But what if we could create structured service data from the requests that people are making? For many non-regulated businesses, you could create a standardized way to describe that service, making it easier for customers to know if they are receiving good service and for providers to deliver an excellent interpretation of that service.
But which service would you start with, and how would you know if your catalog item made any sense? In 2013 at Pro.com, we had no way to do this task beyond interviewing customers, identifying the most popular services, and authoring a service catalog.
In 2023, there are entirely new generative tools that make it possible to take the consumer description of a service and transform that simple description into a service catalog entry.
What data do you need to describe a service?
The template for a successful service is relatively straightforward to describe but hard to get right.
A service catalog needs:
categories that people understand - these are canonical items like “plumbing” or “electrical” that match the kind of provider who can deliver the service
synonyms between service offerings - these are other words people might use to describe the service colloquially but aren’t the standard, formal way to name the service
well-written service descriptions - this is a content management task to produce understandable summaries for the service that are short, medium, and lengthy
exception definitions - in the customer journey, there will be mistakes. Understanding what these look like ahead of time improves the possibility of success
a price or modifiers to the price - so that you can know if someone is charging an unusual amount for a canonical service
For a long-tail service, no person is going to write the catalog version of this service description unless it’s done with a generative process like ChatGPT and then edited and corrected by suppliers and buyers.
How would you start building the supply for this services marketplace? You could start finding providers from Etsy, Angie, Yelp, Fivvr, and Upwork, and asking them to describe what they do in a video, a voice mail, or a short description. Then, use a generative process to create a provisional catalog page. You’d need to filter these through a human verifier or other kinds of filters to confirm you get the kind of services you want to have in your catalog.
Now that you’ve got the bare bones of a service catalog, you can start facilitating appointments, taking payments, and validating whether buyers feel that the services offered are meeting the expectation set by the service.
It doesn’t matter (yet) whether you have achieved a brand that people recognize; it does matter that the data required to describe a single service and its outcomes can be easily compared to another service in the system.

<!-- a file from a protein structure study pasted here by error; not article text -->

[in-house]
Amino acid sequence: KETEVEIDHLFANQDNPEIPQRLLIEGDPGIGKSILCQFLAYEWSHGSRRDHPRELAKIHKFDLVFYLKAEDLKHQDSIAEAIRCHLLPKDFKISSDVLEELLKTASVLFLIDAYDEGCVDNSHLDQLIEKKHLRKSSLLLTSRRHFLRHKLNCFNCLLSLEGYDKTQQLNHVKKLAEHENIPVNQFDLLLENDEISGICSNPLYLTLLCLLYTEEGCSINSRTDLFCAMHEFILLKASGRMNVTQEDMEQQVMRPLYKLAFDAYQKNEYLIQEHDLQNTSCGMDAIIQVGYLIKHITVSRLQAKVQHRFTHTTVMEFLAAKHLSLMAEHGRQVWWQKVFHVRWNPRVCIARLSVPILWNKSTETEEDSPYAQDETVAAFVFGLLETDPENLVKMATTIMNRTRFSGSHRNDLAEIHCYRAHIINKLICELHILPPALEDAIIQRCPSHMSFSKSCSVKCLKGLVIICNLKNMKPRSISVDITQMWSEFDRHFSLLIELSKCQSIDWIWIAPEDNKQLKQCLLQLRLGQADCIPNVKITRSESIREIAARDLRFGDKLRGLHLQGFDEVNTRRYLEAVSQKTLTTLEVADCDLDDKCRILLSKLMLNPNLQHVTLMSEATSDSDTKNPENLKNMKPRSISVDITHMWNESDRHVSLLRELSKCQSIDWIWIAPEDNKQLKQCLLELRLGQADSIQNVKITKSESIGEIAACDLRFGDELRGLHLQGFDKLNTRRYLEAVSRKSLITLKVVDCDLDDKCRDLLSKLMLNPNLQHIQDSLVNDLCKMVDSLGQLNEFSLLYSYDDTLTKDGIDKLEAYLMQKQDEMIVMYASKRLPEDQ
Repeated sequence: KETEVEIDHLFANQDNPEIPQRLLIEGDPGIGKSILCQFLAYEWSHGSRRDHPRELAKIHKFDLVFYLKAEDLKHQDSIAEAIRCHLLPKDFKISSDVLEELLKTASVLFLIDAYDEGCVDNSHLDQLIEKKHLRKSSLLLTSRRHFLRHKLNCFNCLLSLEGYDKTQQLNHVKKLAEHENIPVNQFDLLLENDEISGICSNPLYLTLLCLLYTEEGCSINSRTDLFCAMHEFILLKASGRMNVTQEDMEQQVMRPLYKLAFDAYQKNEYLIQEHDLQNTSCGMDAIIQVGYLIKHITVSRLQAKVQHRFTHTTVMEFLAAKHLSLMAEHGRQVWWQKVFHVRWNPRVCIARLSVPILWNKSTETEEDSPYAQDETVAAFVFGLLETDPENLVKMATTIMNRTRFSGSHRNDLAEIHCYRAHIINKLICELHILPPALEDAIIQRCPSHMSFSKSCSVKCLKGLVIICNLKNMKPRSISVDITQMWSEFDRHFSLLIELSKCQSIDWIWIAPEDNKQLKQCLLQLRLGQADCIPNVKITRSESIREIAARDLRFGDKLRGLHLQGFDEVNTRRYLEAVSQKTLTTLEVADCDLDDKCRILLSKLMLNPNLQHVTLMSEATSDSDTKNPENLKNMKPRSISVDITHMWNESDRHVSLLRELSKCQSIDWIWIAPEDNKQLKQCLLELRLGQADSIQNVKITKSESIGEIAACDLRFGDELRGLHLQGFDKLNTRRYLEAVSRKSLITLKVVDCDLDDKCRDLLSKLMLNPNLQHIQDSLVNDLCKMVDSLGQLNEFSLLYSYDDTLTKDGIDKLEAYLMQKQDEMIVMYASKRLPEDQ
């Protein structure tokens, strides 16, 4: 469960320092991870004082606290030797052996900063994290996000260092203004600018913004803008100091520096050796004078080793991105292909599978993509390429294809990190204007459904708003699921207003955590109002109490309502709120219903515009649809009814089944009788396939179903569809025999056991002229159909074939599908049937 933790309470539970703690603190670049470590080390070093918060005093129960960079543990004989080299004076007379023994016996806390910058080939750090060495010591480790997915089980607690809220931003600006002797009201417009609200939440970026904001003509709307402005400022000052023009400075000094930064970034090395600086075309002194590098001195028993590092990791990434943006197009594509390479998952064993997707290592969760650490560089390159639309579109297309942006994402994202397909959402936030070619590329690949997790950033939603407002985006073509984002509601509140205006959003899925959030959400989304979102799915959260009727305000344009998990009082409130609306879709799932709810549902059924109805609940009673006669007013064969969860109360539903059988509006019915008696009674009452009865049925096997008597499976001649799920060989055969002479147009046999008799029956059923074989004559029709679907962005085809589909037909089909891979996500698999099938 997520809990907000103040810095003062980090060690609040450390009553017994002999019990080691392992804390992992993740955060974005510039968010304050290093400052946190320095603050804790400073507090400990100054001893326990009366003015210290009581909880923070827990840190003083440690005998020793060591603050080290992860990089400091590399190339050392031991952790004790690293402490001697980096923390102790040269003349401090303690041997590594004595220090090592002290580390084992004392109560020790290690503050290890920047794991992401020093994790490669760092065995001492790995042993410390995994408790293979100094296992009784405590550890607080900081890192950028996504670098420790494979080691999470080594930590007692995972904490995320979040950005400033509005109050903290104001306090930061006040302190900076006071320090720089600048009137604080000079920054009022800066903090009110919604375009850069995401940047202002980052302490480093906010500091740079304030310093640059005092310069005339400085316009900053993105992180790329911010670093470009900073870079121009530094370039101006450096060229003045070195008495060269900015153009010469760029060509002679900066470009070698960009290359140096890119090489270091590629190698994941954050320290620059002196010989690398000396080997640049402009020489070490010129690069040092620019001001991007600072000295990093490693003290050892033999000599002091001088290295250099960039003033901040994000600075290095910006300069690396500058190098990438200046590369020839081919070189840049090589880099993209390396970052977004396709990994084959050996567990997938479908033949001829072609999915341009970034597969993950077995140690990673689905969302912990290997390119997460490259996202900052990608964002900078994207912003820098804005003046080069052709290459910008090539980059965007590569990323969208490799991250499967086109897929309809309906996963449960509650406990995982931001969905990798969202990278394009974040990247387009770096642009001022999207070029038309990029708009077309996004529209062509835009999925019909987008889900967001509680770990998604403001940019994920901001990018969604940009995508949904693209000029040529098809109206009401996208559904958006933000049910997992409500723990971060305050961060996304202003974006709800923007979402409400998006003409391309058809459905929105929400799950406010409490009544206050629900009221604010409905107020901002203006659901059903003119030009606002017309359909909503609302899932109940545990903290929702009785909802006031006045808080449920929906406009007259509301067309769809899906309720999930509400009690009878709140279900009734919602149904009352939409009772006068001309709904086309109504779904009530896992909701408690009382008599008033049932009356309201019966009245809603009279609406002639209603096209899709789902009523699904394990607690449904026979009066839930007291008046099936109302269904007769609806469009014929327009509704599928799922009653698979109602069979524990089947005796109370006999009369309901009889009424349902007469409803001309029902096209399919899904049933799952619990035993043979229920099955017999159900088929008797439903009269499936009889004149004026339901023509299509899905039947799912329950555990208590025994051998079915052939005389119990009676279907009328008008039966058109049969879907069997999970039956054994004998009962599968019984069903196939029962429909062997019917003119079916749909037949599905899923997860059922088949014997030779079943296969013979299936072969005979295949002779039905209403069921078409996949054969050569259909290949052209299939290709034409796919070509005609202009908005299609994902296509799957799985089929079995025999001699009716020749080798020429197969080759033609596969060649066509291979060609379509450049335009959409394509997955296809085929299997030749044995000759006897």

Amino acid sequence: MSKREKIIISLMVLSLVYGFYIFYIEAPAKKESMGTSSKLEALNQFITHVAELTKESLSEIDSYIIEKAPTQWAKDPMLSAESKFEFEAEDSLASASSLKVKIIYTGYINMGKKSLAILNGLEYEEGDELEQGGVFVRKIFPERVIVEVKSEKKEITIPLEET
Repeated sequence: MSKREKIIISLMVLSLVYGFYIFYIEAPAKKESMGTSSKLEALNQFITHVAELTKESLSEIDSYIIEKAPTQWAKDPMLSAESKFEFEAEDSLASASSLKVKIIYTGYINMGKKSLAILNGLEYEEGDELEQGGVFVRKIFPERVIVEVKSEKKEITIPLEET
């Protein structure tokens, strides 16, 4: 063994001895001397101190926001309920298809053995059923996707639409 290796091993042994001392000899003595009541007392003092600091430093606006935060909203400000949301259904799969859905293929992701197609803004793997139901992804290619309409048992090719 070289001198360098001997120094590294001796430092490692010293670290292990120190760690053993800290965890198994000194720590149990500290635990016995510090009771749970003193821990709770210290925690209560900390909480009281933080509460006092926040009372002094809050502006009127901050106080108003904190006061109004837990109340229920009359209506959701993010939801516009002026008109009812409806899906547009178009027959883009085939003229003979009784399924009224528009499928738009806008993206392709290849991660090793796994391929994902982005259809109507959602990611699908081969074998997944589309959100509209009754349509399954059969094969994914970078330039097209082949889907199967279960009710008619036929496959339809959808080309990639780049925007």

Solve the long tail with great tools and you can compete in a crowded market
The trick to building a great services marketplace? I think there is no trick. You need to be able to deliver differentiated service for a single provider and validate that the service was both objectively good (matches the service catalog describing an archetypal service) and subjectively good (appreciated by the customer).
The giant services marketplace that Dan Hock describes is not going to look like the aggregation rollups achieved by Uber, Doordash, or similar. It’s also not going to look like a collection of all of the best Electricians, Plumbers, and Handypeople. Those people are already busy.
The services marketplace that Dan Hock describes is going to emerge from a better service catalog that emerges automatically from customer questions and is carefully matched to providers who can achieve high CSAT results from niche categories that don’t require a traditional certification or a license.
By creating experts in a category of one, the giant services marketplace of the future will identify services where people are willing to pay a premium for an unusual thing done well. What will that look like? I’m not sure, but it will be another service in an interrelated catalog that will eventually be a pretty interesting knowledge asset.
What’s the takeaway? Building a brand to achieve success in a marketplace starts with well-defined data that identifies the service to be completed, the exceptions to be handled, and the category expected by the buyer. But the next great marketplace will do this by emerging the categories automatically based on the questions posed by the buyer.
Links for Reading and Sharing
These are links that caught my 👀
1/ 1973’s view of computing - take a trip in the Wayback machine to 1973 and learn how people viewed computers. These computers read cards at the rate of 200 cards per minute, and terminated with an EOF (end of file) card.
2/ How to use AI to do stuff - Whether you consider yourself a Luddite or you think generative AI is the next best thing since sliced bread, Ethan Mollick has suggestions for you to make the most out of AI. Who knows? You might learn something.
3/ A novel way to pay less attention to your phone - Use two! Seriously, this is an interesting idea to create a “boring phone” and a “dopamine phone” (Trung calls these “Kale” and “Cocaine”, which is maybe extreme, but you get the idea). By alternating the exposure to “boring” and “exciting”, you might be able to break away from the phone a bit more.
What to do next
Hit reply if you’ve got links to share, data stories, or want to say hello.
The next big thing always starts out being dismissed as a “toy.” - Chris Dixon